Basically I'm afraid that the Iraqi experience might prevent future interventions where they are needed and that saddens me.

Wednesday, May 11, 2005


Re-printing this because it's just so damn impressive:

I know a place where the Sun never sets.

It’s a mountain, and it’s on the Moon. It sticks up so high that even as the Moon spins, it’s in perpetual daylight. Radiation from the Sun pours down on there day and night, 24 hours a day—well, the Moon’s day is actually about 4 weeks long, so the sunlight pours down there 708 hours a day.

I know a place where the Sun never shines. It’s at the bottom of the ocean. A crack in the crust there exudes nasty chemicals and heats the water to the boiling point. This would kill a human instantly, but there are creatures there, bacteria, that thrive. They eat the sulfur from the vent, and excrete sulfuric acid.

I know a place where the temperature is 15 million degrees, and the pressure would crush you to a microscopic dot. That place is the core of the Sun.

I know a place where the magnetic fields would rip you apart, atom by atom: the surface of a neutron star, a magnetar.

I know a place where life began billions of years ago. That place is here, the Earth.

I know these places because I’m a scientist.

Science is a way of finding things out. It’s a way of testing what’s real. It’s what Richard Feynman called “A way of not fooling ourselves.”

No astrologer ever predicted the existence of Uranus, Neptune, or Pluto. No modern astrologer had a clue about Sedna, a ball of ice half the size of Pluto that orbits even farther out. No astrologer predicted the more than 150 planets now known to orbit other suns.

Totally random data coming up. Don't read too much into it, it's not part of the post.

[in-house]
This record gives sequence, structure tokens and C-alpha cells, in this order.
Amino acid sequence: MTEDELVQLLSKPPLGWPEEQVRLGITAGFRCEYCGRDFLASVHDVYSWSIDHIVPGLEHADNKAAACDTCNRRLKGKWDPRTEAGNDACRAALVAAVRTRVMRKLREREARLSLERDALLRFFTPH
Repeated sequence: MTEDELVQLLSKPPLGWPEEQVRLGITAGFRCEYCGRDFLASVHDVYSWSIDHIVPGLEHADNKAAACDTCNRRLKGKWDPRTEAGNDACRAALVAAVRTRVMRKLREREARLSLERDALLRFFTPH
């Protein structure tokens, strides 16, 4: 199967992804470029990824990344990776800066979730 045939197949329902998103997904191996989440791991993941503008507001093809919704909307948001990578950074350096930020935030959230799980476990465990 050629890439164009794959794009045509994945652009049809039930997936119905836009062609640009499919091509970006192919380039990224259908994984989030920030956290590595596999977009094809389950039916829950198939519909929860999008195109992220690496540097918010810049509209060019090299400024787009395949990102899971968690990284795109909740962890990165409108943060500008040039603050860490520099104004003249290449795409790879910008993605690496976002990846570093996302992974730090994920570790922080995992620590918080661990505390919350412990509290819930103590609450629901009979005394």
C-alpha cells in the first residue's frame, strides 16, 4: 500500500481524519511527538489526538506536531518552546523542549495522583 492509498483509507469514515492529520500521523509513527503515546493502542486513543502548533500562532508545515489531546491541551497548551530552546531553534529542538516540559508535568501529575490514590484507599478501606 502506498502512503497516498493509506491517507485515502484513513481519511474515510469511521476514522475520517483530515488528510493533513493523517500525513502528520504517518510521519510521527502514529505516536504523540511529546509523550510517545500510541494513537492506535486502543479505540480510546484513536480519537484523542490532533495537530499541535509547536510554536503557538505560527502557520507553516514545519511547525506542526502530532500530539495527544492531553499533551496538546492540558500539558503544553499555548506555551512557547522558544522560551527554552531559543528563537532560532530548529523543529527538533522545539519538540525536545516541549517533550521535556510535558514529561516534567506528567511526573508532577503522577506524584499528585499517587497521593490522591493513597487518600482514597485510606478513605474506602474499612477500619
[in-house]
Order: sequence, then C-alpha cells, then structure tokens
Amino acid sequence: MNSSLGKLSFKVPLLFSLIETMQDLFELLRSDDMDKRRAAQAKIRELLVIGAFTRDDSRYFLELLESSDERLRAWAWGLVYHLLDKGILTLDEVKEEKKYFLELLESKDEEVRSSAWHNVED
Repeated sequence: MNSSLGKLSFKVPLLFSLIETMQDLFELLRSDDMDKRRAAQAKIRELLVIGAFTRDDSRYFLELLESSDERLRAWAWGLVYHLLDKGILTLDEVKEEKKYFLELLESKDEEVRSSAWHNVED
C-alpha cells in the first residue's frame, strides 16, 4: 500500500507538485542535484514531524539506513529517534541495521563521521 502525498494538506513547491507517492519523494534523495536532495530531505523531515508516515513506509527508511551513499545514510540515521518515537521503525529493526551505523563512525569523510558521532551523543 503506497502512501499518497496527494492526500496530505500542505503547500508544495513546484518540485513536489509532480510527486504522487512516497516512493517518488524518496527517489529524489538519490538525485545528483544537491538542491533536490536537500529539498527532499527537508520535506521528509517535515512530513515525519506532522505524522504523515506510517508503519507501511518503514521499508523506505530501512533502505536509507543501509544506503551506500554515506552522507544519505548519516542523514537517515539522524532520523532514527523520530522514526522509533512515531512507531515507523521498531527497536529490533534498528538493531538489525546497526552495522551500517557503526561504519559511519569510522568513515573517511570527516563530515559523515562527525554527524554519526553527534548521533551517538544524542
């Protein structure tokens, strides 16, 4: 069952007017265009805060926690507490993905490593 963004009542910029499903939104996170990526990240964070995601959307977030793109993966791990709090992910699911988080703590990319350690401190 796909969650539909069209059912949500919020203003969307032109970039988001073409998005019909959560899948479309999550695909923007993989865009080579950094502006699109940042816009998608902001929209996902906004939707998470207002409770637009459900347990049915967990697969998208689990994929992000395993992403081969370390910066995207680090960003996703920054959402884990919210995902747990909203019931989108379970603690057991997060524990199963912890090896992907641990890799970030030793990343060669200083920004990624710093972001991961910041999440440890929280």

But scientists did.

No psychic, despite their claims, has ever helped the police solve a crime. But forensic scientists have, all the time.

It wasn’t someone who practices homeopathy who found a cure for smallpox, or polio. Scientists did, medical scientists.

No creationist ever cracked the genetic code. Chemists did. Molecular biologists did.
They used physics. They used math. They used chemistry, biology, astronomy, engineering.

They used science.

These are all the things you discovered doing your projects. All the things that brought you here today. Computers? Cell phones? Rockets to Saturn, probes to the ocean floor, PSP, gamecubes, gameboys, X-boxes? All by scientists.

Those places I talked about before—you can get to know them too. You can experience the wonder of seeing them for the first time, the thrill of discovery, the incredible, visceral feeling of doing something no one has ever done before, seen things no one has seen before, know something no one else has ever known.